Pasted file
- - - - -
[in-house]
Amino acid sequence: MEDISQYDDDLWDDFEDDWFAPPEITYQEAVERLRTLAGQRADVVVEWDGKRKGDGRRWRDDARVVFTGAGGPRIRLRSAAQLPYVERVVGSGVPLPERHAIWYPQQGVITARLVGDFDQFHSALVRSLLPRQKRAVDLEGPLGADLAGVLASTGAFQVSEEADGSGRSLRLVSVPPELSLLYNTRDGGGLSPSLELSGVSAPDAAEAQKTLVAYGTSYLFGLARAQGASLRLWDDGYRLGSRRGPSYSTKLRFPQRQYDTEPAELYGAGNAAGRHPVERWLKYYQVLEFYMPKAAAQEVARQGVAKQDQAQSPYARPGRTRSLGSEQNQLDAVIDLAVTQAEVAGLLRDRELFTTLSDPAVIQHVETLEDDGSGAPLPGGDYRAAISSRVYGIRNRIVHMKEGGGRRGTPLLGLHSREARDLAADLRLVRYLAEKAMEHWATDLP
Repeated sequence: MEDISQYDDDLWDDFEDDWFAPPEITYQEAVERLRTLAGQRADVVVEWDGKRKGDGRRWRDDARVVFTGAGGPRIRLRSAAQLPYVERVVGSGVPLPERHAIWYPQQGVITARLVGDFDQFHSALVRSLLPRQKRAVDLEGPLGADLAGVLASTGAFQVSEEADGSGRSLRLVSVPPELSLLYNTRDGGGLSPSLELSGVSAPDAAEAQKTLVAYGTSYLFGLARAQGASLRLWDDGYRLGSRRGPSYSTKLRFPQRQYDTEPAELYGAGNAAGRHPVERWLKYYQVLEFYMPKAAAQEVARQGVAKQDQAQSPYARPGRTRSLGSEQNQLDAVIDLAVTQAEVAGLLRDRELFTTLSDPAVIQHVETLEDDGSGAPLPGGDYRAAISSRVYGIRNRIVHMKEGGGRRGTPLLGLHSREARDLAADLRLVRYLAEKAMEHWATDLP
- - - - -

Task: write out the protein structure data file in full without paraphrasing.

[in-house]
Amino acid sequence: MEDISQYDDDLWDDFEDDWFAPPEITYQEAVERLRTLAGQRADVVVEWDGKRKGDGRRWRDDARVVFTGAGGPRIRLRSAAQLPYVERVVGSGVPLPERHAIWYPQQGVITARLVGDFDQFHSALVRSLLPRQKRAVDLEGPLGADLAGVLASTGAFQVSEEADGSGRSLRLVSVPPELSLLYNTRDGGGLSPSLELSGVSAPDAAEAQKTLVAYGTSYLFGLARAQGASLRLWDDGYRLGSRRGPSYSTKLRFPQRQYDTEPAELYGAGNAAGRHPVERWLKYYQVLEFYMPKAAAQEVARQGVAKQDQAQSPYARPGRTRSLGSEQNQLDAVIDLAVTQAEVAGLLRDRELFTTLSDPAVIQHVETLEDDGSGAPLPGGDYRAAISSRVYGIRNRIVHMKEGGGRRGTPLLGLHSREARDLAADLRLVRYLAEKAMEHWATDLP
Repeated sequence: MEDISQYDDDLWDDFEDDWFAPPEITYQEAVERLRTLAGQRADVVVEWDGKRKGDGRRWRDDARVVFTGAGGPRIRLRSAAQLPYVERVVGSGVPLPERHAIWYPQQGVITARLVGDFDQFHSALVRSLLPRQKRAVDLEGPLGADLAGVLASTGAFQVSEEADGSGRSLRLVSVPPELSLLYNTRDGGGLSPSLELSGVSAPDAAEAQKTLVAYGTSYLFGLARAQGASLRLWDDGYRLGSRRGPSYSTKLRFPQRQYDTEPAELYGAGNAAGRHPVERWLKYYQVLEFYMPKAAAQEVARQGVAKQDQAQSPYARPGRTRSLGSEQNQLDAVIDLAVTQAEVAGLLRDRELFTTLSDPAVIQHVETLEDDGSGAPLPGGDYRAAISSRVYGIRNRIVHMKEGGGRRGTPLLGLHSREARDLAADLRLVRYLAEKAMEHWATDLP